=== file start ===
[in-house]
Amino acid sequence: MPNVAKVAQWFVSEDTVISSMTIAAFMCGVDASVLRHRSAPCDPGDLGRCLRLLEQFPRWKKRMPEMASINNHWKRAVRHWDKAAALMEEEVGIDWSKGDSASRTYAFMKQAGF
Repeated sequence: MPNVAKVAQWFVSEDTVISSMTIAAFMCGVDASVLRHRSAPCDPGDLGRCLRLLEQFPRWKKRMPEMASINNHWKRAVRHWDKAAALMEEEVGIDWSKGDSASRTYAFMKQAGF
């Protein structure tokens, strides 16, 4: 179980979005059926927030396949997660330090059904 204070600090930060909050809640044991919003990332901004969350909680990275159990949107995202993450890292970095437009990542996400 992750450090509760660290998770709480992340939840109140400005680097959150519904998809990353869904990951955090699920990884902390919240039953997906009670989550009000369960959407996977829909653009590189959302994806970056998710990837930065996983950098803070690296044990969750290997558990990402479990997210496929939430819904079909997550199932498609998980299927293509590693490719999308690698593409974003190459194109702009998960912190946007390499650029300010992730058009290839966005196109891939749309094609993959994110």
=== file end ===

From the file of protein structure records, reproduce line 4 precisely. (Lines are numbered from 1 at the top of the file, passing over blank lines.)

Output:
């Protein structure tokens, strides 16, 4: 179980979005059926927030396949997660330090059904 204070600090930060909050809640044991919003990332901004969350909680990275159990949107995202993450890292970095437009990542996400 992750450090509760660290998770709480992340939840109140400005680097959150519904998809990353869904990951955090699920990884902390919240039953997906009670989550009000369960959407996977829909653009590189959302994806970056998710990837930065996983950098803070690296044990969750290997558990990402479990997210496929939430819904079909997550199932498609998980299927293509590693490719999308690698593409974003190459194109702009998960912190946007390499650029300010992730058009290839966005196109891939749309094609993959994110």